We investigated whether members of the protein kinase C (PKC) family of enzymes could play a role in the nuclear events involved in megakaryocytic differentiation. PKC activity was analysed using a serine substituted specific peptide, which enabled us to evaluate the whole catalytic activity in the pluripotent haemopoietic HEL cell line treated with 10-7 M phorbol myristate acetate (PMA) or haemin. In parallel, the subcellular distribution of different PKC isoforms (α, βI, βII, γ, δ, ε, Θ, η, ζ) was evaluated by Western blot. PKC catalytic activity in the nuclei of HEL cells showed a peak after acute (30 min) treatment with PMA, followed by a significant (P <0.05) decline after prolonged exposure (72 h) to the same agonist, when most HEL cells had acquired a differentiated megakaryocytic phenotype. Western blot analysis of nuclear lysates consistently showed a significant increase of PKC-α, -βI, -ε, -Θ and -ζ isoforms after 30 min of PMA treatment, followed by a drastic decline of all but PKC-ζ isoforms. Moreover, PKC-δ appeared in HEL nuclei only after 72 h of exposure to PMA. On the other hand, neither the catalytic activity nor the immunoreactivity of the different PKC isoforms showed remarkable variations in nuclei of HEL cells induced to differentiate along the erythroid lineage with 1O-7M haemin. The possible implications of these findings for a better understanding of the molecular events underlying the process of megakaryocytic differentiation are discussed.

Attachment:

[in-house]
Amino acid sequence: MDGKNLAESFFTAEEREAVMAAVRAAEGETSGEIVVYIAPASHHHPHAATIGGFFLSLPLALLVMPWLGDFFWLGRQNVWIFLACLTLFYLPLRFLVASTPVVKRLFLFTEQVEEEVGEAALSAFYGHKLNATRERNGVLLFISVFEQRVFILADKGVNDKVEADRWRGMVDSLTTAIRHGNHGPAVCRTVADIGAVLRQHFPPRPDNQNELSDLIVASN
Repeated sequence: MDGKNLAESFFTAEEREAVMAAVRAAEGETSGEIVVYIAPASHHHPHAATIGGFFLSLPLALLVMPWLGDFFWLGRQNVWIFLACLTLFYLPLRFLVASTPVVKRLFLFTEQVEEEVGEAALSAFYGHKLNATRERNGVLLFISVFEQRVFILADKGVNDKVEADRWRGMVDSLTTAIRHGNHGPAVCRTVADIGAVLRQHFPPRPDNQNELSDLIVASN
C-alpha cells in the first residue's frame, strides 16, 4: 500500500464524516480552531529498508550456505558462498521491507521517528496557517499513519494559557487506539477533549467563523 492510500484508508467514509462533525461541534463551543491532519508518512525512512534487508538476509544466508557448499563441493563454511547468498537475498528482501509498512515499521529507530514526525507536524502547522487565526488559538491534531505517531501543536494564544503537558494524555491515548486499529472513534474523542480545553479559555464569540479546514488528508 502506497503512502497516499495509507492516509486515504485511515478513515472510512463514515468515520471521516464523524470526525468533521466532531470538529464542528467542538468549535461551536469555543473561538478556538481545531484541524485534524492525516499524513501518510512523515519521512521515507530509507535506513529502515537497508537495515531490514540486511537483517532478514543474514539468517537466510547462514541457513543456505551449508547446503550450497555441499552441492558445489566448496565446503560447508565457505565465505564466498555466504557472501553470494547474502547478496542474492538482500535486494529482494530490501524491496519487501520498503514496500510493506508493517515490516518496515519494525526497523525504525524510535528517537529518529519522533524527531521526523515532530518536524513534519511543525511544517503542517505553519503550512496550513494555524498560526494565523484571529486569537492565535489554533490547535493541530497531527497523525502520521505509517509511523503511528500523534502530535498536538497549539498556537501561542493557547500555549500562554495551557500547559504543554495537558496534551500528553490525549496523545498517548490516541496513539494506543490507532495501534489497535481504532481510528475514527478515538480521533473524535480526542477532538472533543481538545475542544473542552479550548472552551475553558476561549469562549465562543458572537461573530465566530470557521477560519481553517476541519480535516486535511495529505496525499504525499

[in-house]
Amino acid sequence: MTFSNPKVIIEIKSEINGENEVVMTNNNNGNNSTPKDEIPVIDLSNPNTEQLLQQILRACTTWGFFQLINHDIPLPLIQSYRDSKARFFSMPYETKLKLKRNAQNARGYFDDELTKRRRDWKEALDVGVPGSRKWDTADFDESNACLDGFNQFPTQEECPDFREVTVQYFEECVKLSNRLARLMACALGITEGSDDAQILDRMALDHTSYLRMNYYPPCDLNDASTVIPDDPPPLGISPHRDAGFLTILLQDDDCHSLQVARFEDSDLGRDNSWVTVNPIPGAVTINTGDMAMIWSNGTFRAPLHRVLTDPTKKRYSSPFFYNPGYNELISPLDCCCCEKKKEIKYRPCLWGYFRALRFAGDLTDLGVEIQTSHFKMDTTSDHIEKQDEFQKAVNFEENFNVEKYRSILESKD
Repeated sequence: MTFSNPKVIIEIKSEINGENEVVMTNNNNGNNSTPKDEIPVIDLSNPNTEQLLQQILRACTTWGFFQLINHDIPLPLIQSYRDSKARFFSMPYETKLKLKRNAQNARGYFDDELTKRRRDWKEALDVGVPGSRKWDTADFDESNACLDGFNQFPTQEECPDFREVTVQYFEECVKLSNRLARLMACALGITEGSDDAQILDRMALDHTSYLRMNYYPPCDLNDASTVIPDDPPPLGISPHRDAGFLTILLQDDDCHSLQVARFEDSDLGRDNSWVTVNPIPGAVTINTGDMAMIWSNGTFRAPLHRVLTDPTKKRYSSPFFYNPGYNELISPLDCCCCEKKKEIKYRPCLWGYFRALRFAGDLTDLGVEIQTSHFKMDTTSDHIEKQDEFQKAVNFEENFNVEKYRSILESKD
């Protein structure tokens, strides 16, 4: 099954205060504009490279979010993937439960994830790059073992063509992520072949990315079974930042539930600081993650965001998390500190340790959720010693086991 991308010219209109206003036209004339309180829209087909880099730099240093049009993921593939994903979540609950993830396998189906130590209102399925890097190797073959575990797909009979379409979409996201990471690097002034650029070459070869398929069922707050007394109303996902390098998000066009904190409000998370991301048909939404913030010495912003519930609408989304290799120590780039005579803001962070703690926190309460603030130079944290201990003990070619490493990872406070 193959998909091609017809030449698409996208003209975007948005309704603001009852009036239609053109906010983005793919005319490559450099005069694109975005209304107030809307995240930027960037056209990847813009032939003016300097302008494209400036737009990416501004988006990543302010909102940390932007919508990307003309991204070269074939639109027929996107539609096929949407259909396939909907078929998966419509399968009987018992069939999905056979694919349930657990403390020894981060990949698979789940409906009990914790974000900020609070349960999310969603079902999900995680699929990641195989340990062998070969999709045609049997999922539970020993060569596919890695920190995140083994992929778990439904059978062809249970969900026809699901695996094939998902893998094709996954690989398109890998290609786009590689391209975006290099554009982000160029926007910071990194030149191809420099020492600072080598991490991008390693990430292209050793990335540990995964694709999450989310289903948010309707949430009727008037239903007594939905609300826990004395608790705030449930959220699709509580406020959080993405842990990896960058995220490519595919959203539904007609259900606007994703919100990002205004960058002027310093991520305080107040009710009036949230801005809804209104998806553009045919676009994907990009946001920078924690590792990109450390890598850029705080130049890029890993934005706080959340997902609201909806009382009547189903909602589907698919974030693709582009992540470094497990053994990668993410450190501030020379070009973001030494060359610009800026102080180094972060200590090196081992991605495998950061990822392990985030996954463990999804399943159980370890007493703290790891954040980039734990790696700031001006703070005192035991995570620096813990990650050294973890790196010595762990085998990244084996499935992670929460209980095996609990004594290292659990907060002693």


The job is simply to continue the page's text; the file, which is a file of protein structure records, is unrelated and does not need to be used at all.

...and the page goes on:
|Number of pages||7|
|Journal||British Journal of Haematology|
|Publication status||Published - 1996|
- Megakaryocyte differentiation
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